where Pft,nt is the probability of false track in the absence of targets, Nc is the number of resolution cells specified in 'NumCells', Pft is the probability of false track in the presence of targets, and Nt is the number of targets specified in 'NumTargets'.

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### Common Gate History Algorithm

The common gate history (CGH) algorithm was developed by Bar-Shalom and collaborators and published in [1]. For more information about the CGH algorithm, see Assessing Performance with the Tracker Operating Characteristic.

The algorithm proceeds under these assumptions:

• A track is one of these:

1. Detections from targets only

2. Detections from false alarms only

3. Detections from targets and from false alarms

• The probability of more than one false alarm in a gate is low, which is true when the probability of false alarm Pfa is low (Pfa ≤ 10–3).

• The location of a target in a gate obeys a uniform spatial distribution.

The algorithm sequentially generates the gate history vector ω = [ωl, ωlt, λ], where:

• ωl is the number of time steps since the last detection, either of a target or of a false alarm.

• ωlt is the number of time steps since the last detection of a target.

• λ is the number of detections.

The state vector evolves as a Markov chain by means of these steps:

1. The algorithm initially creates a track. Only two events can initialize a track:

• A target detection

• A false alarm

2. There are only four types of events that continue a track:

• A1No detection

Events of Type 1 occur with probability

$P\left\{{A}_{1}\right\}=\left(1-\frac{g\left({\omega }_{l}\right)}{g\left({\omega }_{lt}\right)}{P}_{\text{d}}\right){\left(1-{P}_{\text{fa}}\right)}^{g\left({\omega }_{l}\right)}$

where Pd is the probability of detection specified using pd, Pfa is the probability of false alarm specified using pfa, g(ωl) is the gate size at step ωl, and g(ωlt) is the gate size at step ωlt.

Note

To reduce Pd to a lower effective value, toccgh weights it with the ratio

which assumes a uniform spatial distribution of the location of a target in a gate. The gate sizes are specified using 'GateGrowthSequence'.

Events of Type 1 update the gate history vector as [ωl, ωlt, λ] ➔ [ωl + 1, ωlt + 1, λ].

• A2Target detection

Events of Type 2 occur with probability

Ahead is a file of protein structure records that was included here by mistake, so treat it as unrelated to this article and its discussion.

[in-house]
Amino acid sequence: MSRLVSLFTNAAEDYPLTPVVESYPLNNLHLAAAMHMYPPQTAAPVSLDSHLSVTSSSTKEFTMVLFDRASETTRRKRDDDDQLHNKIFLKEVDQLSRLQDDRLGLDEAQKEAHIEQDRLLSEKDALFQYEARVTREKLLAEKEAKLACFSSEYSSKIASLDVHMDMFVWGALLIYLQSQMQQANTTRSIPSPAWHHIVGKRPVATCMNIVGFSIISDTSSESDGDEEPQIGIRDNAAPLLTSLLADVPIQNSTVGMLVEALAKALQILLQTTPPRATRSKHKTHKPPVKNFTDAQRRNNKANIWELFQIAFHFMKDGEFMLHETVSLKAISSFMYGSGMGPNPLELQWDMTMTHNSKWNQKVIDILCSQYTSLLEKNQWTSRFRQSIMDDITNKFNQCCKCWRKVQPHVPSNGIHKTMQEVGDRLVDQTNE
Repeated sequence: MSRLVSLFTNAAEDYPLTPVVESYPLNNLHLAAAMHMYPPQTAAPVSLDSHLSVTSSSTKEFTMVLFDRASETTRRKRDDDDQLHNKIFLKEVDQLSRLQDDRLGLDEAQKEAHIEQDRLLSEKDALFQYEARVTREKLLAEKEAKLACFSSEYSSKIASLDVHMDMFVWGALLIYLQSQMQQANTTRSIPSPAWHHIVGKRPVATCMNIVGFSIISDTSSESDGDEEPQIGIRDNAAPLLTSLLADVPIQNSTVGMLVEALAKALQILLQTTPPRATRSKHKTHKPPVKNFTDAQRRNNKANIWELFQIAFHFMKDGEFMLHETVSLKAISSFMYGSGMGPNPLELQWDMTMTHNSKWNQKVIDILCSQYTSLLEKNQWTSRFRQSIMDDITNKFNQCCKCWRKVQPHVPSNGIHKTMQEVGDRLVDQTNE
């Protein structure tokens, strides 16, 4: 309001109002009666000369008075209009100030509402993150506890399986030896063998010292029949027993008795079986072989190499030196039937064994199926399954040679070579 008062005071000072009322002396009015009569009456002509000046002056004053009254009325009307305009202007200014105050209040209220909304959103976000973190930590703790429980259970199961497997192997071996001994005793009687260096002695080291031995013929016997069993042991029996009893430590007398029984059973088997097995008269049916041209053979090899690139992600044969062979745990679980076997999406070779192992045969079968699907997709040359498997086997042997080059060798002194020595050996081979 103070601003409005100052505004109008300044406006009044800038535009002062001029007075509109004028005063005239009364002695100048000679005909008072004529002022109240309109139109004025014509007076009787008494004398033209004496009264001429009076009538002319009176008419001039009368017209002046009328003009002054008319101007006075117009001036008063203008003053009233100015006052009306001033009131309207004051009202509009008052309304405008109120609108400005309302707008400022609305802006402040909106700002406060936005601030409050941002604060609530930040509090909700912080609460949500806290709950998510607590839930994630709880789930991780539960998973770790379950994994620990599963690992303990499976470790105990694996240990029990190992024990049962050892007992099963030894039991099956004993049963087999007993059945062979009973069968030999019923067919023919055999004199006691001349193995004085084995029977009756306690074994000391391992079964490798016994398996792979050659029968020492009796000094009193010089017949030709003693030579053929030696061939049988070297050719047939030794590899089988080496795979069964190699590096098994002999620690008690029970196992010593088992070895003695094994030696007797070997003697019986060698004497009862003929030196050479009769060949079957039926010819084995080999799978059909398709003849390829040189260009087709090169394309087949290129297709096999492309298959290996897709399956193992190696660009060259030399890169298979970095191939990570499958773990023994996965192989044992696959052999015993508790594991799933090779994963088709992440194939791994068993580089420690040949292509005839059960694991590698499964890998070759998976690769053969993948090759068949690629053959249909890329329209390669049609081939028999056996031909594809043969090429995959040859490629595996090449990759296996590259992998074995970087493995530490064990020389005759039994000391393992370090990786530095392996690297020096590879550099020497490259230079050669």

$P\left\{{A}_{2}\right\}=\frac{g\left({\omega }_{l}\right)}{g\left({\omega }_{lt}\right)}{P}_{\text{d}}{\left(1-{P}_{\text{fa}}\right)}^{g\left({\omega }_{l}\right)}$

and update the gate history vector as [ωl, ωlt, λ] ➔ [1, 1, λ + 1].

• A3False alarm

Events of Type 3 occur with probability

$P\left\{{A}_{3}\right\}=\left(1-{\left(1-{P}_{\text{fa}}\right)}^{g\left({\omega }_{l}\right)}\right)\left(1-\frac{g\left({\omega }_{l}\right)}{g\left({\omega }_{lt}\right)}{P}_{\text{d}}\right)$

and update the gate history vector as [ωl, ωlt, λ] ➔ [1, ωlt + 1, λ + 1].

• A4Target detection and false alarm

Events of Type 4 occur with probability

$P\left\{{A}_{4}\right\}=\left(1-{\left(1-{P}_{\text{fa}}\right)}^{g\left({\omega }_{l}\right)}\right)\left(\frac{g\left({\omega }_{l}\right)}{g\left({\omega }_{lt}\right)}{P}_{\text{d}}\right)$

and cause the track to split into a false track and a true track:

• As,2a — Continue with A3, updating [ωl, ωlt, λ] ➔ [1, ωlt + 1, λ + 1].

• As,2b — Continue with A2, updating [ωl, ωlt, λ] ➔ [1, 1, λ + 1].

At each step, the algorithm multiplies each track probability by the probability of the event that continues the track.

3. The procedure then lumps together the tracks that have a common gate history vector ω by adding their probabilities:

• Tracks continued with A4 are lumped with tracks that continue with A3 (one false alarm only).

• Tracks continued with A4 are lumped with tracks that continue with A2 (target detection only).

This step controls the number of track states within the Markov chain.

At the end, the algorithm computes and assigns the final probabilities:

• A target track is a sequence of detections that satisfies the M/N confirmation logic and contains at least one detection from a target. To compute the probability of target track:

1. Determine the sequences that satisfy the confirmation logic under the assumption As,2b that A4 yields A2.

2. Separately store these probabilities.

• To compute the probability of false track:

1. Compute the probability of target track under the assumption As,2a that A4 yields A3.

2. Subtract this probability from the probability of all detection sequences that satisfy the confirmation logic.

## References

[1] Bar‐Shalom, Yaakov, Leon J. Campo, and Peter B. Luh. "From Receiver Operating Characteristic to System Operating Characteristic: Evaluation of a Track Formation System." IEEE® Transactions on Automatic Control 35, no. 2 (February 1990): 172–79. https://doi.org/10.1109/9.45173.

[2] Bar-Shalom, Yaakov, Peter K. Willett, and Xin Tian. Tracking and Data Fusion: A Handbook of Algorithms. Storrs, CT: YBS Publishing, 2011.